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Hoffmann, R. A wiki for the life sciences where authorship matters. Nature Genetics (2008)
 
 
 
 
 

Parvalbumin and calretinin in the avian thymus.

The avian thymic hormone, known to support the maturation of T-lymphocytes, is biochemically similar to parvalbumin. However, its exact cellular distribution in the thymus is unknown. We have therefore studied the occurrence of parvalbumin and other related calcium-binding proteins in this organ by immunohistochemistry during development and after hatching. Parvalbumin immunoreactivity appears in the epithelial cells on embryonic day 9, and is expressed in the cortical reticular cells in the adult. Calretinin is found in the clusters of medullary epithelial cells from embryonic day 11, whereas calbindin D-28k is absent from this organ. Thus, calcium binding-proteins are excellent markers for different compartments of the avian thymus in embryonic life and after hatching, and their expression seems to coincide with their functional maturation.[1]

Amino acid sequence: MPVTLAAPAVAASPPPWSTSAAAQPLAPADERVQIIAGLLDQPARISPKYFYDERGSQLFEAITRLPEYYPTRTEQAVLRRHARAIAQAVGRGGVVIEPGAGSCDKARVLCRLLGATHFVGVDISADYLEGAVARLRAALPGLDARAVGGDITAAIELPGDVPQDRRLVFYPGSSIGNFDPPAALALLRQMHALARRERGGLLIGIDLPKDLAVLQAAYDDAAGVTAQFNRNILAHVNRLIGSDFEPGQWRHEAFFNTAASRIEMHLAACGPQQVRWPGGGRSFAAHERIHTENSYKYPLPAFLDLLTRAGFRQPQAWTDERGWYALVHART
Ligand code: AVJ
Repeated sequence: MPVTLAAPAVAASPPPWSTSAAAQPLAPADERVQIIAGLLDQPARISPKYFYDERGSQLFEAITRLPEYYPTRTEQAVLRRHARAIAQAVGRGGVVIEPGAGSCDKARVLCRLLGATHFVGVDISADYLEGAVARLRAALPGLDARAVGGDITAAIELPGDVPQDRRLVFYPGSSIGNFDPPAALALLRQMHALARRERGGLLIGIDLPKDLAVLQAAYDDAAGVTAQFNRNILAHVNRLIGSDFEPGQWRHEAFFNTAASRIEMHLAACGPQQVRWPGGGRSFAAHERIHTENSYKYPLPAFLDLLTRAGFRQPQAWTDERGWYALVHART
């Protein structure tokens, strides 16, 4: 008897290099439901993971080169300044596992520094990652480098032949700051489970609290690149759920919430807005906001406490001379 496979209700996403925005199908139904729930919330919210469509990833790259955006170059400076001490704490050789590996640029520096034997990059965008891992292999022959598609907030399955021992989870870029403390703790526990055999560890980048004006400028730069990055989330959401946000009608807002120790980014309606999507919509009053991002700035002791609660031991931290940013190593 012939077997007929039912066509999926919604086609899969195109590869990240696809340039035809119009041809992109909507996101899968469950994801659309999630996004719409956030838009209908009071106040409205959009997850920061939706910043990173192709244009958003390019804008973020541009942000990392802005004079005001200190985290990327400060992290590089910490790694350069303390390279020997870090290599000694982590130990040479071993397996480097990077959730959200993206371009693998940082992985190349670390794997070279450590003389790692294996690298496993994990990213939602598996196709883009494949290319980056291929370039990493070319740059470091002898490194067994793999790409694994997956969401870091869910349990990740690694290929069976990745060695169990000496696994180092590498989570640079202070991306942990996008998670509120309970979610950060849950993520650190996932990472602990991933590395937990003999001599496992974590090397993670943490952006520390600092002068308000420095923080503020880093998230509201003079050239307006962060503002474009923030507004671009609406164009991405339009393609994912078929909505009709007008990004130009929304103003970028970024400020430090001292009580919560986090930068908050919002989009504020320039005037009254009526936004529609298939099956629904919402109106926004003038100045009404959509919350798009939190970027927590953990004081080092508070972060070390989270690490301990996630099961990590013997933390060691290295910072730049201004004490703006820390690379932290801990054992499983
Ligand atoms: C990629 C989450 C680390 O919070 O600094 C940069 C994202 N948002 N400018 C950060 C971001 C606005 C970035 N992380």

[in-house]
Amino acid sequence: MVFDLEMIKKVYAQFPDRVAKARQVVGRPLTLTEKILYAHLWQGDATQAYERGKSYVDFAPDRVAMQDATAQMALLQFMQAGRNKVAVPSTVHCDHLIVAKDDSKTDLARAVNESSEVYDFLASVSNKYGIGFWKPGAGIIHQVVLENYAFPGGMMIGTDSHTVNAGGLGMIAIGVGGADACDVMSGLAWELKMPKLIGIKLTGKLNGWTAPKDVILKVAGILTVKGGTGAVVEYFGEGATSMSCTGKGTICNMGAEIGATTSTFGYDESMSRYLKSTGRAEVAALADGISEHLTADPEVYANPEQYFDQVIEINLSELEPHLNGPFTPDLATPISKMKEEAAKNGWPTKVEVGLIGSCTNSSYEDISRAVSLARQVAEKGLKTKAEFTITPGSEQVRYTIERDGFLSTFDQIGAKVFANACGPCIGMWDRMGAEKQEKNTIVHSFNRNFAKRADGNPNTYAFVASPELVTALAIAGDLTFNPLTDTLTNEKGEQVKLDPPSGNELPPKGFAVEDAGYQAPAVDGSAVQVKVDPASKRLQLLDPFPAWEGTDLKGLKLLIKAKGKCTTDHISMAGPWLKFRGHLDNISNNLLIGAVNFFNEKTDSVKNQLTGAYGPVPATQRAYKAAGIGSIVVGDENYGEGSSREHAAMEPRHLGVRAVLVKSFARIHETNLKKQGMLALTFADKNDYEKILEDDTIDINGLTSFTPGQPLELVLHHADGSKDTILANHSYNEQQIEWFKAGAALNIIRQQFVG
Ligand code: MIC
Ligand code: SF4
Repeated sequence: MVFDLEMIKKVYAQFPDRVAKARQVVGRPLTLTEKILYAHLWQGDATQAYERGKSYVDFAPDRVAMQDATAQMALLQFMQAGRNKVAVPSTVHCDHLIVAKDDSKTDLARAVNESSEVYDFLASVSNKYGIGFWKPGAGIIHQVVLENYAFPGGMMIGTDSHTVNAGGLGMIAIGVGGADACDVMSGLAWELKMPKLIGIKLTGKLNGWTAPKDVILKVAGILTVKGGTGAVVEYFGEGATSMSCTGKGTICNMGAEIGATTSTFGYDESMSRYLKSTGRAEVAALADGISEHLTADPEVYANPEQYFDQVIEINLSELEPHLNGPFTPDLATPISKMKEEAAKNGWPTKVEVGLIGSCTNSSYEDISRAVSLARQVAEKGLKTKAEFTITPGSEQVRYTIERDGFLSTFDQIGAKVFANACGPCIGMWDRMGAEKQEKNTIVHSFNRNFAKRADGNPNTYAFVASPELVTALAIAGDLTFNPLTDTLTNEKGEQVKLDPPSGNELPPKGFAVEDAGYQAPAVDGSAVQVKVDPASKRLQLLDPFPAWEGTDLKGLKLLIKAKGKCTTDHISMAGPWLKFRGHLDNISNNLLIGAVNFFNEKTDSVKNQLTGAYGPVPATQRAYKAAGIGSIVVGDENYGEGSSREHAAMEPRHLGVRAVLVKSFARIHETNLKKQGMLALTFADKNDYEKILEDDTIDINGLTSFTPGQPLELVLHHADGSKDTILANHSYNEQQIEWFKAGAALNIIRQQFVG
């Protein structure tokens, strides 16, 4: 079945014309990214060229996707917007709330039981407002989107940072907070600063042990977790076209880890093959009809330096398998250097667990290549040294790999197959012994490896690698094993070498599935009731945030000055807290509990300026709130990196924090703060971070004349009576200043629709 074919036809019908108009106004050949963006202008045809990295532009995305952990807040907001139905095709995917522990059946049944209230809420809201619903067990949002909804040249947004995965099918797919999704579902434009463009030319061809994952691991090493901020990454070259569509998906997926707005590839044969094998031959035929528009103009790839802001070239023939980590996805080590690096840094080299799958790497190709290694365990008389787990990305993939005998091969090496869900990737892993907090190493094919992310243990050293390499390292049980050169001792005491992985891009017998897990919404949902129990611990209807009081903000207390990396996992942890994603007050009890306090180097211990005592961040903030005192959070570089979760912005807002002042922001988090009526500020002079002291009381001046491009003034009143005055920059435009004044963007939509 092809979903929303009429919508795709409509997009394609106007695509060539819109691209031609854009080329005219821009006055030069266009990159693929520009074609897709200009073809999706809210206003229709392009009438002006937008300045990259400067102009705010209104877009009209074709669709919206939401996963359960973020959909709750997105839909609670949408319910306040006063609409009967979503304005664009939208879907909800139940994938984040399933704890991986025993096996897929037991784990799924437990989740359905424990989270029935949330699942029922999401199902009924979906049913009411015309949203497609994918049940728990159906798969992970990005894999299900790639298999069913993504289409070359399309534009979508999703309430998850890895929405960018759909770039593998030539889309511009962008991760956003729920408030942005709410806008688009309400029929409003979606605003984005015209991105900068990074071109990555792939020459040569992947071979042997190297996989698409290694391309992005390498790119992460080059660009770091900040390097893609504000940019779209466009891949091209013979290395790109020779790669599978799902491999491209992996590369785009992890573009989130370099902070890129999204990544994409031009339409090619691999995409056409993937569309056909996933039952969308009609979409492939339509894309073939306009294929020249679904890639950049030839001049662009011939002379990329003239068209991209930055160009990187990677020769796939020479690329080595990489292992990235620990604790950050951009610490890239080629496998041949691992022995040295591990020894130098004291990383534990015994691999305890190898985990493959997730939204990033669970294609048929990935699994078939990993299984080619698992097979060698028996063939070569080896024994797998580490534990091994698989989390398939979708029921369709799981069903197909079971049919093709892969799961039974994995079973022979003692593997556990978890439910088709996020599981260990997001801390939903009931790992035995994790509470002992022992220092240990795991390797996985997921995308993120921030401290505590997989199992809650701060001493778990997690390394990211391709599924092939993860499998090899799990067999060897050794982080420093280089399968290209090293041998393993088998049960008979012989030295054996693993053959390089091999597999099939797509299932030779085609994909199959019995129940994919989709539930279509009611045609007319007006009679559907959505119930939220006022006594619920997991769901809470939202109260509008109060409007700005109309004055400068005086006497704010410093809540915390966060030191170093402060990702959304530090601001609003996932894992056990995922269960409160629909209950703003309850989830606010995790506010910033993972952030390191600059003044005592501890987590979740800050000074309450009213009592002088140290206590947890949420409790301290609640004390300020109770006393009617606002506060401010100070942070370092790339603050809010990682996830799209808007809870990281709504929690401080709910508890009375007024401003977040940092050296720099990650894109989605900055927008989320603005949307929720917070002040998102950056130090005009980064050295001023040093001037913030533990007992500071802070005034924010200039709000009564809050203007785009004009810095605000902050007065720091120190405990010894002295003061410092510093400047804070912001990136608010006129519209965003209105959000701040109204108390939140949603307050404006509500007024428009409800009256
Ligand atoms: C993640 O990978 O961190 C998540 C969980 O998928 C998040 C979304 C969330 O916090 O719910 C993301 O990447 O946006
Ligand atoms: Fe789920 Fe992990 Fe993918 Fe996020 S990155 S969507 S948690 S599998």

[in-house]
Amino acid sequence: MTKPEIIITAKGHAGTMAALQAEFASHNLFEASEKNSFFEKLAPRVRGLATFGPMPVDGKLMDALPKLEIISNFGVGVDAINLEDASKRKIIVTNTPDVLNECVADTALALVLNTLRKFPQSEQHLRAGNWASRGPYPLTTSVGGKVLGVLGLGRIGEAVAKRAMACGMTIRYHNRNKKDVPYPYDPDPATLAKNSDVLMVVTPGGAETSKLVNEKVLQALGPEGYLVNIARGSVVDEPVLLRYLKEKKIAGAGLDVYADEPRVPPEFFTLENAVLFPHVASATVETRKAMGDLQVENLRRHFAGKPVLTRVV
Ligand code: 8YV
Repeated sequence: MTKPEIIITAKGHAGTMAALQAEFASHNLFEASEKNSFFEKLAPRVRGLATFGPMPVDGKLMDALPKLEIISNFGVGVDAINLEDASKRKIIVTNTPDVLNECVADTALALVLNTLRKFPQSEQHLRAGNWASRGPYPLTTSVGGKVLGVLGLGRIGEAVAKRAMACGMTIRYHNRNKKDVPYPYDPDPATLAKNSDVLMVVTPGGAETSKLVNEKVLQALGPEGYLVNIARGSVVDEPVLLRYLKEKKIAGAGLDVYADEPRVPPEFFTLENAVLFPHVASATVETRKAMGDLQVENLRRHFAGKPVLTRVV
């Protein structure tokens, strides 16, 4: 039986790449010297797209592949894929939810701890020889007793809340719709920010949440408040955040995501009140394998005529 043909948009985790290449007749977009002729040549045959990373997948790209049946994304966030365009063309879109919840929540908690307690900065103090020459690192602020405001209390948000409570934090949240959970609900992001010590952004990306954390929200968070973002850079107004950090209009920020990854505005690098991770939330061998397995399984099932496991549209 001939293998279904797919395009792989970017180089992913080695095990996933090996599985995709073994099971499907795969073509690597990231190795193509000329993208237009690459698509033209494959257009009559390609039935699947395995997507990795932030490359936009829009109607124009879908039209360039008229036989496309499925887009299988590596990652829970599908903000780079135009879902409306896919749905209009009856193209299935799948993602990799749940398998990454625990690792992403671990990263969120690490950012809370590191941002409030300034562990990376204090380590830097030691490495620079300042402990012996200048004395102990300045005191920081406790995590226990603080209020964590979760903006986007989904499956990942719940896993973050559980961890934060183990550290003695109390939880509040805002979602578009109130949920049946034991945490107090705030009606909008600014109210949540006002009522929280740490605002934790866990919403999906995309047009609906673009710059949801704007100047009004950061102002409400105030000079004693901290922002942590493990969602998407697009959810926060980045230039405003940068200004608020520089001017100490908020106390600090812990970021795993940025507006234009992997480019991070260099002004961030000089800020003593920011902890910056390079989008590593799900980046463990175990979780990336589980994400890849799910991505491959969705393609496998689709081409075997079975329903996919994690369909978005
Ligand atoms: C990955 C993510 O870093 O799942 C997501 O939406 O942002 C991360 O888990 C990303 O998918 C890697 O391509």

References

  1. Parvalbumin and calretinin in the avian thymus. Király, E., Celio, M.R. Anat. Embryol. (1993) [Pubmed]
 
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